The US Olympic Committee (USOC) has issued an apology to the people of Brazil following the "unacceptable behaviour" of swimmers Ryan Lochte, Gunnar Bentz, Jack Conger and James Feigen. The four athletes originally claimed they were robbed at gunpoint in Rio on 14 August after a party.
Brazilian police rejected the Olympians' story. "No robbery was committed against these athletes," Fernando Veloso, chief of the Rio de Janeiro police investigative division, said at a news conference on Thursday (18 August). "They were not victims of the crimes they claimed."
Bentz and Conger left Rio on Thursday evening after being hauled off a plane and taken for questioning a day earlier. Lochte left Brazil for the US on Monday and Feigen remains in the country.
A USOC statement confirmed the Olympians had stopped at a petrol station to use the toilet, "where one of the athletes committed an act of vandalism. An argument ensued between the athletes and two armed gas station security staff, who displayed their weapons, ordered the athletes from their vehicle and demanded the athletes provide a monetary payment. Once the security officials received money from the athletes, the athletes were allowed to leave," the statement added.
No charges have been filed, but the swimmers' actions have caused anger in Brazil, with many viewing it as an attempt to play on all the fears and stereotypes that the country has been battling for years.
"The behaviour of these athletes is not acceptable, nor does it represent the values of Team USA or the conduct of the vast majority of its members. We will further review the matter, and any potential consequences for the athletes, when we return to the United States," the USOC added.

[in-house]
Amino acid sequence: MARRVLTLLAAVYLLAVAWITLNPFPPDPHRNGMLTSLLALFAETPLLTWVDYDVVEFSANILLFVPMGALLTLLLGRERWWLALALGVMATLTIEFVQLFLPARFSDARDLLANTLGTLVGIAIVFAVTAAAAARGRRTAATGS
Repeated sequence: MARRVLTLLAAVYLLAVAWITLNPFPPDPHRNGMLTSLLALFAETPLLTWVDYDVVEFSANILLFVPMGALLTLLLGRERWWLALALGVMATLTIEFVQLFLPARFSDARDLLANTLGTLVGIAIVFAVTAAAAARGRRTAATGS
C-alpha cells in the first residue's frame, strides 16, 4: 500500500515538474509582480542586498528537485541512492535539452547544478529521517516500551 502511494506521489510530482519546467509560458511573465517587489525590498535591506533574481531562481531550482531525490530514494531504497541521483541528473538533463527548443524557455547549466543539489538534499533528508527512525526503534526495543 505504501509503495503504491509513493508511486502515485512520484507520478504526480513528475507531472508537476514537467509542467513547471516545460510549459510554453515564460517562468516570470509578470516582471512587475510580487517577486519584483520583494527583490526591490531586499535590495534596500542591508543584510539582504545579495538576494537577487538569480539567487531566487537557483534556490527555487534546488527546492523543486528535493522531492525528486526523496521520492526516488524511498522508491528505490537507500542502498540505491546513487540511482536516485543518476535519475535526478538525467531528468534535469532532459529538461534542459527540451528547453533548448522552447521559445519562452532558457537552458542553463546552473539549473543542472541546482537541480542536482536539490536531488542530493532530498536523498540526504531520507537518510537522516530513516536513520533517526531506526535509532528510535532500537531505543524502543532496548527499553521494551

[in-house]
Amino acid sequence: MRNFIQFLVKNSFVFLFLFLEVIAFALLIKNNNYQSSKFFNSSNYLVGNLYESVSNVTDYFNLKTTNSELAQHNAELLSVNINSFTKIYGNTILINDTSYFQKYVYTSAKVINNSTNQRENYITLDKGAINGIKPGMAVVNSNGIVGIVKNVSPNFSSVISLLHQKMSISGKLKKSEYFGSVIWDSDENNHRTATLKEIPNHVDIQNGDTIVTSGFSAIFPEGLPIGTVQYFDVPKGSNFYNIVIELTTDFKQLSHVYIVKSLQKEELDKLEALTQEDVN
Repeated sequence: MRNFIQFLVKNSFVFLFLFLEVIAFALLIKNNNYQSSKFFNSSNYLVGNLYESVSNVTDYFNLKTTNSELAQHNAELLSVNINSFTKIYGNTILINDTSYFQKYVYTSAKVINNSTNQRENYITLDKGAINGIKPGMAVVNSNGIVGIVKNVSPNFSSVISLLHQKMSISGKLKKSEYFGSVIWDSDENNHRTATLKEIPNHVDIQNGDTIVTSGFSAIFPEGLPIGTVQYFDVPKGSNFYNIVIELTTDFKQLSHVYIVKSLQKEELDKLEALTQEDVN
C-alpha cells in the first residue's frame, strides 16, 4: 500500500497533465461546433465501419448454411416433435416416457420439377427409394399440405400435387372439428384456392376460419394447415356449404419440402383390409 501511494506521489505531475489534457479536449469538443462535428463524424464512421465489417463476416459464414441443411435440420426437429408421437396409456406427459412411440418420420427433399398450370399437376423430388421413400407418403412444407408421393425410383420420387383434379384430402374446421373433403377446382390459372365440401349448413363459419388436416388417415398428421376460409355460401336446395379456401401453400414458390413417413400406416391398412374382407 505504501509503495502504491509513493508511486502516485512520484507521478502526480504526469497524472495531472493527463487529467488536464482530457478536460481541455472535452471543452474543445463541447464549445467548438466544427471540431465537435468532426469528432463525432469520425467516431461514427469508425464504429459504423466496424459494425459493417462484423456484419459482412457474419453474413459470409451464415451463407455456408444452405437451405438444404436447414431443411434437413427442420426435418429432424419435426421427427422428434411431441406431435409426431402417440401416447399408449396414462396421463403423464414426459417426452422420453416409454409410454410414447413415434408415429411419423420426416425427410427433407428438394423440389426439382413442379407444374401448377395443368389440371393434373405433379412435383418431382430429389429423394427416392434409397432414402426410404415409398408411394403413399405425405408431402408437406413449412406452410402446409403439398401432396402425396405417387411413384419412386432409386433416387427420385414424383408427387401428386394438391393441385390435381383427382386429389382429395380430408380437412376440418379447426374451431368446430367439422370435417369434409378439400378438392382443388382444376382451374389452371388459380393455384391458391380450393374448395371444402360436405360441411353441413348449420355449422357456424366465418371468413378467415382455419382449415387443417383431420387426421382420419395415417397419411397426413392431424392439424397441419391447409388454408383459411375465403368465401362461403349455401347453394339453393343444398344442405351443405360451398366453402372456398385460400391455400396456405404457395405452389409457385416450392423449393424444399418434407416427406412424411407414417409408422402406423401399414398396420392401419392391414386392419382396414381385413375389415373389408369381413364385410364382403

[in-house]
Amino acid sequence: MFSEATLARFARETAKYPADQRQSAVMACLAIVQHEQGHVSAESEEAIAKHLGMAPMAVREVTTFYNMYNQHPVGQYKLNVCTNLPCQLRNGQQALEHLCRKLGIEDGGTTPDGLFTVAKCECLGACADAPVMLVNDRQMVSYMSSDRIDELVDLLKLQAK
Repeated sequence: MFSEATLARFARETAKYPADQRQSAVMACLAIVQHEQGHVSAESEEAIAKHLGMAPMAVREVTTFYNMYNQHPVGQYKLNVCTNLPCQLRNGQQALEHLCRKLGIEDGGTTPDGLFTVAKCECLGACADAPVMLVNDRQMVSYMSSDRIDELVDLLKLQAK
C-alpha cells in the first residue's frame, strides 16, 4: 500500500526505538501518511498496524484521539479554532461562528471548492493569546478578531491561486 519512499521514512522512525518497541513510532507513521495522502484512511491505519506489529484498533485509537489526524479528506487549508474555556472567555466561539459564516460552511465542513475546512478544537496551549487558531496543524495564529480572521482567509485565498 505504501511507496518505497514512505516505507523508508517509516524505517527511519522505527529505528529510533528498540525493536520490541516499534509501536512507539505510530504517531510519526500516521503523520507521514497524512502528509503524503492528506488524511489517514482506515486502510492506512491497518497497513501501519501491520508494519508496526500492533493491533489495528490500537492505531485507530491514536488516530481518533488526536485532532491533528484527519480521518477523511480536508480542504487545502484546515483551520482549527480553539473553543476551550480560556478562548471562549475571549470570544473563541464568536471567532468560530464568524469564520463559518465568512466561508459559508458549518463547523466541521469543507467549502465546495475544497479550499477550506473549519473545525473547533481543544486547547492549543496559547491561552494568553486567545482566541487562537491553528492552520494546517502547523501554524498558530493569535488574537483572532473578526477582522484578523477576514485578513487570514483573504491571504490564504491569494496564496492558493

"On behalf of the United States Olympic Committee, we apologise to our hosts in Rio and the people of Brazil for this distracting ordeal in the midst of what should rightly be a celebration of excellence."
The US media has slammed the swimmers' conduct. The San Francisco Chronicle accused them of not only embarrassing their own country, but "humiliating" the host nation in the process. Lochte came in for strong criticism and was described as harbouring "delusions of machoness."
The New York Post spared no punches, saying Lochte "cried wolf and was called on it," while the Washington Post said he represents a "special category of obnoxious American 'bro'".
"Is there anything worse, in any country, than a bunch of entitled young drunks who break the furniture and pee on a wall?" Washington Post columnist, Sally Jenkins asked. "There is no translator needed for that one, no cultural norm that excuses it."